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Why this Seattle organizer is diving into our city’s political past

As our city keeps growing, Seattleites are feeling the crunch — of pricey housing, overburdened transit, and the rising cost of living.

One local who’s thinking hard about all that is Shaun Scott.

Shaun is an author, historian and filmmaker who’s been keeping busy politically, workshopping ideas from the bluer side of things as a writer for CityArts, an organizer for the local chapter of the Democratic Socialists of America, and a staffer for U.S. Rep. Pramila Jayapal. (He also just wrote quite the talker on the head tax.)

His latest project asks how we best grow the city today by looking at how we tried to do it decades ago — through a package of more than a dozen ballot initiatives called Forward Thrust.

The Forward Thrust initiatives were raised back in 1968 and 1970 “to prepare Seattle for its next wave of growth,” Shaun told us, and gave us tons of new parks, an upgraded sewer system, and the Mariners and Seahawks, among other things. But some bold proposals we would have loved to have by now — like 47 miles of rail transit — never made it.

We checked in with Shaun to see how things look from where he stands (and condensed our Q&A for clarity).

Why did you want to dive deeper into this bit of Seattle history?

I made a documentary back in 2008 about Seattle history and so that was sort of the genesis of finding out about Forward Thrust.

I was feeling like there’s a lot of political stagnation that exists now and many groups acting out of a sense of self-interest, not being able to see all of the ways in which taking on big civic improvement programs actually make everybody’s life better and makes the city more livable.

We seem like we’re stuck politically now, so can we look back to an era where we were not so stuck for inspiration?

Being stuck is no fun. As you see it, what’s contributing to that now?

If you have politicians that are kind of scared [about their chances of getting re-elected] and what those are going to look like down the line, you’re not really going to have leadership that’s taking a lot of big swings.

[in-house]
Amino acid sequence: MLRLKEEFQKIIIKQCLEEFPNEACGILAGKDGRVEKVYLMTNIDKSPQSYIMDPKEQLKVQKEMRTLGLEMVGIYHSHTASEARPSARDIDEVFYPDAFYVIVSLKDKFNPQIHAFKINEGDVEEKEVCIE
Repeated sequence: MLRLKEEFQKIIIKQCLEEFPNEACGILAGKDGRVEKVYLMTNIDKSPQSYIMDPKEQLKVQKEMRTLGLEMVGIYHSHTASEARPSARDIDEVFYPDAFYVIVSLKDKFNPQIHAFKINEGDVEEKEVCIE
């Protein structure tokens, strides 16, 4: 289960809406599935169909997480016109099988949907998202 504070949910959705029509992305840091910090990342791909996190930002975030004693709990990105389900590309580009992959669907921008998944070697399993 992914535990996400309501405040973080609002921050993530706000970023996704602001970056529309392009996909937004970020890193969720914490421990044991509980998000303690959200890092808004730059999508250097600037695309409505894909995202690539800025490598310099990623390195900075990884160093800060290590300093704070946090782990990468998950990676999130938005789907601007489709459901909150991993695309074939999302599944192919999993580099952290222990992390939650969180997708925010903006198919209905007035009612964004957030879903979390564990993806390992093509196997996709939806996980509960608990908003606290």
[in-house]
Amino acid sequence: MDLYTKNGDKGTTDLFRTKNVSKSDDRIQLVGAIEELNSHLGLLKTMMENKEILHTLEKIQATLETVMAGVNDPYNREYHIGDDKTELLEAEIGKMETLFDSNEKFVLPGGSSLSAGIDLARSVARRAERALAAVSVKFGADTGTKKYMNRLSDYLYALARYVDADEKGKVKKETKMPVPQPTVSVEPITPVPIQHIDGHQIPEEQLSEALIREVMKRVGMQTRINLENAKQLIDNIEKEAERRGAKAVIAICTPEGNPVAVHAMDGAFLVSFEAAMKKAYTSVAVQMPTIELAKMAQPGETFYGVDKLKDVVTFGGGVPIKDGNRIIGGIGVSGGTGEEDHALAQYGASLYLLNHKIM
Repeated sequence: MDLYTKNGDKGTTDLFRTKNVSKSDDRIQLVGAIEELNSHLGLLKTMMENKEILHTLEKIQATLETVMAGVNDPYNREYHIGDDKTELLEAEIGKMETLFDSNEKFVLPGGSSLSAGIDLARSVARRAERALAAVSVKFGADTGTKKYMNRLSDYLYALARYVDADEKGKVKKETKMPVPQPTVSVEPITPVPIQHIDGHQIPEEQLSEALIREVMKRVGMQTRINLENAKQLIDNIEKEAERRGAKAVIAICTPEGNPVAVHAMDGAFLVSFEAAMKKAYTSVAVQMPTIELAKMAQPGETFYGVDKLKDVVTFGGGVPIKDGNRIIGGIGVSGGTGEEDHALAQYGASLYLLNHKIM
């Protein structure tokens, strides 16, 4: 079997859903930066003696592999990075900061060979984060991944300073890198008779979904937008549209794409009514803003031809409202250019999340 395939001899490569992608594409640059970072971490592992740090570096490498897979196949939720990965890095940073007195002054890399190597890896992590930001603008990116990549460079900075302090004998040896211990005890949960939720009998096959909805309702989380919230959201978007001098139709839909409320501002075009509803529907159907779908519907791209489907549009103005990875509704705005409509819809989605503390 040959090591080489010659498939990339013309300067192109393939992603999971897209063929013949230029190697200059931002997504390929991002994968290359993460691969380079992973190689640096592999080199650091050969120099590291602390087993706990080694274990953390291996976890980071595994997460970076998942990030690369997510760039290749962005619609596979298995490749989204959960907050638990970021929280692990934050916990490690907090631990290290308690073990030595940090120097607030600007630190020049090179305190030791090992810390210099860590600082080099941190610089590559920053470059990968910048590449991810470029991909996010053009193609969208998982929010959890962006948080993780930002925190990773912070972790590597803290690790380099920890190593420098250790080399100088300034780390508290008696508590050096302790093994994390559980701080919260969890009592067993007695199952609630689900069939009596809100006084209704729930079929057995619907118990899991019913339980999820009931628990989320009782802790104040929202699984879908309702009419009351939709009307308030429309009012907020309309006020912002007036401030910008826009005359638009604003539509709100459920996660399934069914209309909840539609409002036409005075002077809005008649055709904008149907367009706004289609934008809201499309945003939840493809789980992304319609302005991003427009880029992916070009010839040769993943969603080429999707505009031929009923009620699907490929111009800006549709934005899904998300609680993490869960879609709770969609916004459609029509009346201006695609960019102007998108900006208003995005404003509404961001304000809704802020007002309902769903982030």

People who are already privileged are feeling like they’re getting kicked to the curb, but really what’s going on is we’re trying to get resources out of the hands of folks who have historically had too many and try to distribute those more broadly.

Aside from writing, you’re also deeply involved with Seattle’s activist community. What do you think it’ll take for Seattle to actually put to test innovative solutions?

I think we need a win. … I think it’s at the point where so many activists are getting so used to the idea that the best that you can do is lobby power, [which can] lead to a depression.

We just had a heated debate over a head tax where there was a lot of diversity of opinion across the city. As a progressive activist, how do you reach people who don’t see things the way you do?

I think that’s a lot of it has to do with understanding where the anxieties are — for example, the fear that the city is going to mismanage money that [would have] come about as a result of the head tax.

I think it’s important for those of us on the left in particular to recognize that Seattle voters historically have had a fear of largesse and a fear of one big government program infringing on the autonomy of populations.

You do a lot to bring locals together around ideas. What do you love about organizing in Seattle?

I think it’s an extension of relationship building. Once you find that community of people who are relatively like-minded, you’re able to feed off of one another in ways that sort of reinforce your commitment to the politics. When you organize because you care about people, that’s the core of it. If the empathy is not there, the organizing can’t be there because you don’t want to actually reach out to anybody.

Seattleites missed some chances at good stuff with those Forward Thrust initiatives. How do you see history repeating itself today?

I [see a lot of people] acting mostly out of a scarcity mentality that says, “What am I going to be able to get now or over the next three to four years?” as opposed to thinking in more sophisticated ways about how can all of us benefit for longer.

Go see Shaun’s talk tomorrow night (6/20) at Seattle University at 7:30 p.m. to learn more about Forward Thrust. Thanks to readers Giuliana Isaksen and Brian Stout for suggesting we reach out to Shaun. Know someone else we should spotlight? Email us at [email protected].